bard, Bolter, Porter, Ball.
Appropriations—uarttf, iiarriman, Alex
anuer, Al.yn. Lew^, Titus, Junkin, SmUh:
Hopkins, iiachman. Mourn, Mciiiilre, W.l
son, Uorrell, Lyons. Tal.man.
Kailroads—Peiwoue, Blananuxd, Hobart,
Craug, ulaistin, Kaioro, Mmrdi, Aruwtud,
&man, GrLswoid, Jrttolipatrick, Bachman,
ouag. Aloeraon, B.sliop, Townsciiu.
Cities and towns—Trewin, Alex
ander, UiieisJaire, Hay'ward, ujai rtman,
iiazioton, Br^snton, Hubbard, Mauu-s, A
tbaud, Lambert, Mciiil.ro, TalLman, No
Suppression of Intemperance—Perrln,
F.nc-a, Hiiniman, Wallace, Lewis, Ar
thainl, Badnmun, Smith, Mardis, X'oung,
Orori'bii, i^imnieri, Lyoibi.
consro-tsioiual and judicial' districts—
Blanouaad, jyi-cArtnur, Junkin, Moinit,
IZstor, i)%ltchpu.tnck, Craig, 'irewin, Uar^t,
W'uson, Porter.
Agriculture—Harriman, Classen, Ar
thaud, VVaJiu.ce, Crosslay, FHaip.itrick,
hopltins, HazoiLon, YVi.svn, You.ig, iN olau.
coribtitut'ional ameiuiments aiul u:u£
frajje—iuatoii, Ajyn, x.uiiv!na.rd, Pe.r.n,
liea..y, i''iiioli, Hubbard, Br.trhvon, Titus,
ii.tuop, Lambert.
in.-yuiu.ace—Craig, Hobart, Allyn,. Perrln,
Haywaril, Mullan, Cheshire, Mottltt, L.s
ter, 'i'ownsend, Aiber.-.in, Kmiueit.
fSolvoois—Lewis, litus, (jwiivjc, Trewin,
Grosaiey, iiu-piuiis, Moiritt, Lister, it'iioh
patriek, Melnt.re, Townisend.
iaanji-s—.Alexander, inuywu-rd, Allyn,
HvL-Kuiiiv Jfenioae, Fincii, Wilson, Bo-tor,
lia.iu.wig and loan—Healy, Mardis, Ea
ton, Mu.ian, Bachman, Titus, Aitors^n,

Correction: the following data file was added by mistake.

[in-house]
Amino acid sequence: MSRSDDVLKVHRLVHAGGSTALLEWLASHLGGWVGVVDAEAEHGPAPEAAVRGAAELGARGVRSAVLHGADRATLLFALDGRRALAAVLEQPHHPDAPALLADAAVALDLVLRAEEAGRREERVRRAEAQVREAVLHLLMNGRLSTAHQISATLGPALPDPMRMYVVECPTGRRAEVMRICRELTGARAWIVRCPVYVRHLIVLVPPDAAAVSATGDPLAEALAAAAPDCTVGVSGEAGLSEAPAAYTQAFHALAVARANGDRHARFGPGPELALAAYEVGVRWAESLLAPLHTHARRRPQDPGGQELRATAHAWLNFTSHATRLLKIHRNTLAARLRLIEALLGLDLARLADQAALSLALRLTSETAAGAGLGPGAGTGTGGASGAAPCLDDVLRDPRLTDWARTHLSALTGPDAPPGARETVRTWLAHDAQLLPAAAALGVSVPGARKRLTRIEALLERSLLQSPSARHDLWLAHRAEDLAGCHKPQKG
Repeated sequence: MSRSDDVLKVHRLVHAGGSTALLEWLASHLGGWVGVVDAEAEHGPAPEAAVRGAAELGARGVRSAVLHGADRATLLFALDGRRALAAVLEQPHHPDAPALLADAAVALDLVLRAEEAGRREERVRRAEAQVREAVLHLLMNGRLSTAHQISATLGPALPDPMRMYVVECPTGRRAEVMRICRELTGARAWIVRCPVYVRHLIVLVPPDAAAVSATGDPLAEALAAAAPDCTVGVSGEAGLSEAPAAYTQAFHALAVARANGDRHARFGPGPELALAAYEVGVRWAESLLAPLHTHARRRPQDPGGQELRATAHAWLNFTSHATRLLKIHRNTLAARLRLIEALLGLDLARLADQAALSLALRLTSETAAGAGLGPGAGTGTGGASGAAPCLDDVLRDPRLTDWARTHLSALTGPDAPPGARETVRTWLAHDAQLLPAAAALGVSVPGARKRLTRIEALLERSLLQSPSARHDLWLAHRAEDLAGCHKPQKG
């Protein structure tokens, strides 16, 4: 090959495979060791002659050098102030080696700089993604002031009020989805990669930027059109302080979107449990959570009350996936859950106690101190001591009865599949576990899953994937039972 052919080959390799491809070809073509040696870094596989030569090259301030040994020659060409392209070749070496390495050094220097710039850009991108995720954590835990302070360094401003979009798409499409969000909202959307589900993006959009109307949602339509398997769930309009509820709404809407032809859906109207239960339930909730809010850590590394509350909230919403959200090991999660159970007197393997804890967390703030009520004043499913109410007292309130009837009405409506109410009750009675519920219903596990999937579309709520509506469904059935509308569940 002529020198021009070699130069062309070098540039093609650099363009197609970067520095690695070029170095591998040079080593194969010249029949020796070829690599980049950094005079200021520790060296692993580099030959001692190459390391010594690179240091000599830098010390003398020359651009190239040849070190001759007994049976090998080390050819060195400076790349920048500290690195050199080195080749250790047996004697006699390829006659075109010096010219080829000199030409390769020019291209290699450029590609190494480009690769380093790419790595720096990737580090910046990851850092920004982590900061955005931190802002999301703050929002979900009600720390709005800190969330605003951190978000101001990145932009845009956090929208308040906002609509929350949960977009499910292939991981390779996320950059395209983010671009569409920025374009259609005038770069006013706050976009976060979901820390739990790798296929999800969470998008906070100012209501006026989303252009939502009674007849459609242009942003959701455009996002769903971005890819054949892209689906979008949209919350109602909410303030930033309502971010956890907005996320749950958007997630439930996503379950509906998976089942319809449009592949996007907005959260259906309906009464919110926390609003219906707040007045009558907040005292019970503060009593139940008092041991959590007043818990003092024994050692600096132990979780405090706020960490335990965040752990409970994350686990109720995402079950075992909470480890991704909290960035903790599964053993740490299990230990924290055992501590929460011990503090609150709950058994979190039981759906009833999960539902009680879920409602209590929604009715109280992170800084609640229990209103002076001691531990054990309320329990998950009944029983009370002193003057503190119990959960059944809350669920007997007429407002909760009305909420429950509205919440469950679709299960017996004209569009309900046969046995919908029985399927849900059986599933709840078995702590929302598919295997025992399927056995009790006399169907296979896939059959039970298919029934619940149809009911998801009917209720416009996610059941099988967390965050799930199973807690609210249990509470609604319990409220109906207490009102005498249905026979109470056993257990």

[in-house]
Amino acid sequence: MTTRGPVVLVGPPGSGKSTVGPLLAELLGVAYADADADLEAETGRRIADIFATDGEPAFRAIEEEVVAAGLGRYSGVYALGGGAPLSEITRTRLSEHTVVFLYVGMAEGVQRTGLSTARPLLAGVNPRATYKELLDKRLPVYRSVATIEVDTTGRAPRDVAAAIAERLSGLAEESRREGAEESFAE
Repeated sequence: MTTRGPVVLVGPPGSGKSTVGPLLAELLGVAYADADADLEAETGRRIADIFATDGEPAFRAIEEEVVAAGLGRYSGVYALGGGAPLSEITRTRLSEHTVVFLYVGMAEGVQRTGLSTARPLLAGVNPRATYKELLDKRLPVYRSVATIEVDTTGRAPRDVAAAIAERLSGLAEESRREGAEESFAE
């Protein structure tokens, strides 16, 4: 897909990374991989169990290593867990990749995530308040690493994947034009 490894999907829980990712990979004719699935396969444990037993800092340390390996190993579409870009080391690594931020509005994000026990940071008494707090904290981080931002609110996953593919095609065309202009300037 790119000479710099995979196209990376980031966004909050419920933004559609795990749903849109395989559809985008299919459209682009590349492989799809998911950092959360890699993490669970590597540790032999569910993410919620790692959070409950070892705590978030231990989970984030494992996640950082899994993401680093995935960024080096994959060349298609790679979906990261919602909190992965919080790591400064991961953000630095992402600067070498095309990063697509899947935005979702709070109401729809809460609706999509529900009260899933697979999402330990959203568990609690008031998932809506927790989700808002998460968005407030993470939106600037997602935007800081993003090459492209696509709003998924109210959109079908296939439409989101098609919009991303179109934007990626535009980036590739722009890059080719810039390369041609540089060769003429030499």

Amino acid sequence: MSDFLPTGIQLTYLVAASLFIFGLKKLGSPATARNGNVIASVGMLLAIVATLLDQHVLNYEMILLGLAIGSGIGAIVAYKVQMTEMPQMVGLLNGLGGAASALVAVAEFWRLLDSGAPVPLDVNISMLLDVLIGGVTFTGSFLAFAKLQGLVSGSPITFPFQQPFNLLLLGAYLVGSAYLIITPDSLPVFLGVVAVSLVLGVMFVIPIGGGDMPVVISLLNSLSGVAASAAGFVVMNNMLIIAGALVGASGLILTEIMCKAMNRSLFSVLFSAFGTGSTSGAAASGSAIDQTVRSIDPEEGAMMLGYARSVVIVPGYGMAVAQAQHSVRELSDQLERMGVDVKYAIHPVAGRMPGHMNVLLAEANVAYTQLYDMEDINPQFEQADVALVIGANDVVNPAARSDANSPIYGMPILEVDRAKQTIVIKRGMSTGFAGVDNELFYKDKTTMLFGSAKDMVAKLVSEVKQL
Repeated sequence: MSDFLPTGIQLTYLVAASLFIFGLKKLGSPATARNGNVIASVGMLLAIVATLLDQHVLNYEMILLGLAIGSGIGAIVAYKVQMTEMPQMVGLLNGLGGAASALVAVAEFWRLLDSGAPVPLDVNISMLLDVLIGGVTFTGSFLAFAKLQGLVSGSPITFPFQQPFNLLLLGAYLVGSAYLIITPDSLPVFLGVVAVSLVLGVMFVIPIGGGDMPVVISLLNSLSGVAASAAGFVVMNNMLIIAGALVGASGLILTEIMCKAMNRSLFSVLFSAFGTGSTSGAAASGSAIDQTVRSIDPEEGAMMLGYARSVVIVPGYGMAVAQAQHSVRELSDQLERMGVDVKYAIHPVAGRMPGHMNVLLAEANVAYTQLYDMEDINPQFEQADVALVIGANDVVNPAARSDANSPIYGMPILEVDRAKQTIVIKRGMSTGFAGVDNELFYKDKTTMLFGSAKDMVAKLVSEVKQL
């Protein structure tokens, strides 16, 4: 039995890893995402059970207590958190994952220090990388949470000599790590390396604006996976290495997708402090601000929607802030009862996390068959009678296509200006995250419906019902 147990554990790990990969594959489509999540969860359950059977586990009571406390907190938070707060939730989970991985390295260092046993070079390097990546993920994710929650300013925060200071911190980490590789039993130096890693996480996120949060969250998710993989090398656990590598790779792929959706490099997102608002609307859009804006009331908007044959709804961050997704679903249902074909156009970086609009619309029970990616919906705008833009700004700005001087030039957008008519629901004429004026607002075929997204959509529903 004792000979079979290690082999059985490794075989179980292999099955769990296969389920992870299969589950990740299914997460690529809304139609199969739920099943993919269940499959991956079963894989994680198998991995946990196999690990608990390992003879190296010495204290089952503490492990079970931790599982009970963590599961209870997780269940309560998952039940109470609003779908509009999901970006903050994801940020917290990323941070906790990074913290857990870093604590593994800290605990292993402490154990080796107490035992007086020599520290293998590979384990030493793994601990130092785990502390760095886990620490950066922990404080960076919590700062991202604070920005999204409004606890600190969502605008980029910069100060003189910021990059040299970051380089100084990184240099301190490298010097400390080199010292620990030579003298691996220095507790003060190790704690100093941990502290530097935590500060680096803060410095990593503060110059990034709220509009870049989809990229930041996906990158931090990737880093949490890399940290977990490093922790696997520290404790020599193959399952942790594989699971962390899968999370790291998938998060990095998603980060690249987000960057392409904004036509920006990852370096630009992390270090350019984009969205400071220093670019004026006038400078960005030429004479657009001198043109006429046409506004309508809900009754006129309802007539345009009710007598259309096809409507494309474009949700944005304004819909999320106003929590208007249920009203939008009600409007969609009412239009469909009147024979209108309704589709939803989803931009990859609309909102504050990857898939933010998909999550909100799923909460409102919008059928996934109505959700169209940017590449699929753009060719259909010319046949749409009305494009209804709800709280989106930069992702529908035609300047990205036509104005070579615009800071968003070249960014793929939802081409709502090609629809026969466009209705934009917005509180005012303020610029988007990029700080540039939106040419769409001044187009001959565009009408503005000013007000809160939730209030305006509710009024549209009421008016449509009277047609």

'iownstuMl, sorter.
JUuuwr—iviai-u-is, Brighton, Alexander,
Glaissen, anuin, Waiiace, Lyons, lxuu
bert, Miiin.
Jii.nea and miiulns—Vitus, Cheshire,
B.aiionard, craig, (Jir.swuld, itchpauii-k,
Bianop, Nolan, forler.
senatorial and representative districts—
Fincn, Kiiiton. Hazuiion, Hubbard. MoAr
Chur, Hobart, L.ster, Gorrel., .NoUn, i»'ali,
H.tfhways—Wallace, Lewis, Classen,
I-lazeiwm, U-riswoid, Young, Mclniire, uor
rell, Bali.
Corporations—Hcibaxt, B'.anchard, Lister,
Hazelton, Hubbard, Healy, Motiitt, Har
riman, Taliman.
CompoKiwaitkm of public officers—IIul.an,
Ohe»n.re, Smicn, Grivvwold, Porter, Mcin
fci-re, Nolan.
Public Health—Bachman, Eaton, Allyn,
Momu, McArtaur, Mullan, Brighton, Lam
bert, Emmert, Uoirreli, Aibersian.
K-u'uca-ional insti'tuUans—Croj.ley, A ex
ander, Penrose, Craug, TaLmaai, Bolter,
Bail, Towiv.end.
Military—Motutt, Classen. Blanofcard,
Healy, Junkin, Bishop. Porter, Taliman,
Pharmacy—Emmert, Hayward, Junkin.
Hubbard, Gars c, Bauhman, GoiTe.l,
•Young, Lambert.
Penitentiaries and pardons—McArthur,
Perrln, Kaiton, K-.ach, Penrose, Bishop,
Printing—Allyn, Brighton, Cheshire,
Trewin, Mardis, Griiswold, Alberaon, Lam
bert, Bishop.
Federal relations—Lister, Fltchpatrlck.
Craig, Lewii», Bo.ter, Young, Wilson.
Charitable institutions—Hayward, Ho
bart, Junkin, Cross.ey, Wallace, Hopkins,
Alberson, Lyona, Porter.
Electjons^Hazolton, Garat, Harriman,